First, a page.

I found this gorgeous yarn a few months ago and have been dying to use it ever since. I spent more time than I care to admit combing Pinterest, looking for the perfect pattern to use. I never found anything that I loved so I just decided to start playing with it and see where it went. I spent two days working and re-working about a 1 foot section of this scarf but could not for the life of me find something that made me happy…
I had to relearn something while working with this yarn… sometimes simple is best. I really really really wanted this to be a special piece because the yarn was so gorgeous! I tried several different stitches (puff stitch, alternating stitches, daisy stitch) but nothing seemed right. I don’t know why it took me so long to figure it out but the stitches I kept trying were just too busy. The color variation mixed with the stripe and the bulky yarn was just too much.
In frustration I idly started making a couple of rows of half double crochet. Viola! Perfection. I had to put aside my obsession with doing something fancy and just let the beauty of the yarn be it’s own “special” pattern. Turned out a simple half double crochet spooled the color striping out perfectly! I will have to keep this in mind next time I’m frustrated with how a project is going. When all else fails, simplify it!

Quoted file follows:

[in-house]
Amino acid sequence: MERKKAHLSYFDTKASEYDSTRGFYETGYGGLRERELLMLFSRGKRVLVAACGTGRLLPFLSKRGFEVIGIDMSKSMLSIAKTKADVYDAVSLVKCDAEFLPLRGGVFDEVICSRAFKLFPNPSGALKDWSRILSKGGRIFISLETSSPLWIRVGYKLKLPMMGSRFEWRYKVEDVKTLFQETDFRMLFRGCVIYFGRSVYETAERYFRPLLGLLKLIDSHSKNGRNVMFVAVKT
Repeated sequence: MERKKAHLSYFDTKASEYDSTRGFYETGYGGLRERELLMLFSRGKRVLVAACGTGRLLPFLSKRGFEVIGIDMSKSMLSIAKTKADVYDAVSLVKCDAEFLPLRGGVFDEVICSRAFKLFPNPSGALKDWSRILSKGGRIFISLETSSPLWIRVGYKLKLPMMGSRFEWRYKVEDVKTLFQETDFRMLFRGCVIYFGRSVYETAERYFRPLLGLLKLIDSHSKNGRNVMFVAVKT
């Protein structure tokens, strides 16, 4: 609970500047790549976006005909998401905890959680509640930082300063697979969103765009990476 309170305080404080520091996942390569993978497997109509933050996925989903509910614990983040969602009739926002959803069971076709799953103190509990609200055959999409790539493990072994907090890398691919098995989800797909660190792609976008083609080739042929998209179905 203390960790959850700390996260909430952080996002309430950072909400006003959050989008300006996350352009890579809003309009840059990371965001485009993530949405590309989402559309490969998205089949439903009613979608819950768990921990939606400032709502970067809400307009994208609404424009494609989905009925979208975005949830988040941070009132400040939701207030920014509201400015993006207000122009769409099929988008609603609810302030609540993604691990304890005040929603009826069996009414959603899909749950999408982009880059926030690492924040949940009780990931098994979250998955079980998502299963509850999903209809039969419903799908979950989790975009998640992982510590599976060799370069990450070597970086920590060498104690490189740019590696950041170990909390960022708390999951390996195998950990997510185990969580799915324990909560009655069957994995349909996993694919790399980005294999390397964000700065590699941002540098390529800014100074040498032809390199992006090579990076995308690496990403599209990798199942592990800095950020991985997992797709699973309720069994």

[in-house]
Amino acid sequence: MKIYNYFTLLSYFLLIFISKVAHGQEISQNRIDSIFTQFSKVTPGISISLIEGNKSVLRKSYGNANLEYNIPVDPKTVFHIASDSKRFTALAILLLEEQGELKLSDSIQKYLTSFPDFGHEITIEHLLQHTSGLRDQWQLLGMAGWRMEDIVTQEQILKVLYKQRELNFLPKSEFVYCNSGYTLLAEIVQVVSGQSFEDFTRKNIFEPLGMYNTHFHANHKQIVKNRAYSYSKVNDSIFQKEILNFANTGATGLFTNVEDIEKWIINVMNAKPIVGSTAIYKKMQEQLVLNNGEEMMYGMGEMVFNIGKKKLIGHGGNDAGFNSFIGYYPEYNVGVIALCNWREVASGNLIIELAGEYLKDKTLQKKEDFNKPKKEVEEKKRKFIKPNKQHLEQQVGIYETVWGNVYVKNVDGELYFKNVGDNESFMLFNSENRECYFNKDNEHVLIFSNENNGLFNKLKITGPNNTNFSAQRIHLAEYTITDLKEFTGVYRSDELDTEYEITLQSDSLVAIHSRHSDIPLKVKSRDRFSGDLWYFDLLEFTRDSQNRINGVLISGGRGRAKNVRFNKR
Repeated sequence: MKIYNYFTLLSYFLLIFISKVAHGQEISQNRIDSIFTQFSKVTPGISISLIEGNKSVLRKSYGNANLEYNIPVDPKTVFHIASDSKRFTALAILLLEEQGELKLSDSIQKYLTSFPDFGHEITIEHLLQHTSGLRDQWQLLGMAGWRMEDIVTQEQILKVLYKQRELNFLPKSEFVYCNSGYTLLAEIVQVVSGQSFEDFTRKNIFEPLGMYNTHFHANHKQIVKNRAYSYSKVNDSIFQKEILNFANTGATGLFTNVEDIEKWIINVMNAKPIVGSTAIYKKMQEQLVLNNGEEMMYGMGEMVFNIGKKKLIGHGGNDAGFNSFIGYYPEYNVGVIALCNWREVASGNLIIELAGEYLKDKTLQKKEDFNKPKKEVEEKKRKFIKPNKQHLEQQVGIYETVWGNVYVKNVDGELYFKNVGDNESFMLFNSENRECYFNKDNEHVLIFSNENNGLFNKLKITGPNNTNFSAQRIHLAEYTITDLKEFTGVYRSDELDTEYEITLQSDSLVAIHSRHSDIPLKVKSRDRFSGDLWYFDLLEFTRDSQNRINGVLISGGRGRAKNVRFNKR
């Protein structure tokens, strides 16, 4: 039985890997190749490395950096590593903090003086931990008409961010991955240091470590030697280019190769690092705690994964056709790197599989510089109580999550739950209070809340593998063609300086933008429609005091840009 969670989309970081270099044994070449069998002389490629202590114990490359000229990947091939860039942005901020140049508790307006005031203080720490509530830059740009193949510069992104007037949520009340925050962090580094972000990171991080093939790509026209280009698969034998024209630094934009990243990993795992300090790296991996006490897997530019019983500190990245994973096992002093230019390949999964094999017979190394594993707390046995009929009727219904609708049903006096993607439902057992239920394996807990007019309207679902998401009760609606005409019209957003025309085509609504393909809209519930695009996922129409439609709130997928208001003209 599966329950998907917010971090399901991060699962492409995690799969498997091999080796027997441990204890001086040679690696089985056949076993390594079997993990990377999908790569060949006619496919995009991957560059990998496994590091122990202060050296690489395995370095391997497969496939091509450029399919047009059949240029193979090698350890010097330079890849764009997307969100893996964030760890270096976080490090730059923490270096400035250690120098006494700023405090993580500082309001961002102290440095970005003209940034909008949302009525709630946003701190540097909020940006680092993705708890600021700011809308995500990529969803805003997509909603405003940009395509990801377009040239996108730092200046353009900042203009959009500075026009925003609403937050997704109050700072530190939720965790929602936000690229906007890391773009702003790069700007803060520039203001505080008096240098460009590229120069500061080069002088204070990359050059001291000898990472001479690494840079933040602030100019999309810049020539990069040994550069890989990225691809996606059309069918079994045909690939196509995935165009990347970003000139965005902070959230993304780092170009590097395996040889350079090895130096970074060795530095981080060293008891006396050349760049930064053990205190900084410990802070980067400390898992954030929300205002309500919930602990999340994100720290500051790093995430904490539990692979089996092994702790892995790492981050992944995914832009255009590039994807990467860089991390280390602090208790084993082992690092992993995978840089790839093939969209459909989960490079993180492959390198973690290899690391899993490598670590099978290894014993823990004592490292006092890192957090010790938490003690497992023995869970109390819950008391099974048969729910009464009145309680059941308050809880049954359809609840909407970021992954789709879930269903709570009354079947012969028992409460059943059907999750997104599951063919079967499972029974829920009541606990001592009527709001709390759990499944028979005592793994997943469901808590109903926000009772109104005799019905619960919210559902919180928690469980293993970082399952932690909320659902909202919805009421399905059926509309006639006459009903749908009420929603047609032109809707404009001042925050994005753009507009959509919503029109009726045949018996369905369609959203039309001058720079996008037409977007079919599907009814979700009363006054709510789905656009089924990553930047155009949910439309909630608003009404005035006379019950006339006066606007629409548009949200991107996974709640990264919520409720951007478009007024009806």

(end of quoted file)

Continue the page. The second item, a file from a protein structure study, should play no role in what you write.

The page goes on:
This post contains affiliate links, which means that if you click on one of the product links, I may receive monetary compensation. All affiliate links direct you to Amazon.com and to the products indicated that were used in the making of this baby blanket.
Want to make your own? Here’s how!
- 3 balls of Buttercream Twist yarn in Daisy (this is a bulky #5 yarn)
- 8 mm crochet hook (I love this Clover Amour Crochet Hook)
- Yarn needle to weave in ends (I use theses Susan Bates Bent Tip Needles)
Pattern written in US terms.
ch = chain
dhc = half double crochet
Row 1: hdc in the second ch from the hook, hdc in all of the chain stitches
Row 2: *ch 1, hdc in all stitches*
repeat * until you have 125 rows changing balls of yarn as they run out. Then weave in your ends.
(I did have to cut out a small section each time I changed balls of yarn to make the colors line up but the section that was cut out was used for the fringe!)
I then cut 16 inch lengths to use for the fringe, placing two in the open space between stitches along each edge. Final dimensions for this scarf are about 6 1/2 feet long by 8 inches wide (before the fringe). It is a big, comfy scarf!
If you need more info on how to change balls of yarn when you get to the end, check out my video on how to do this here.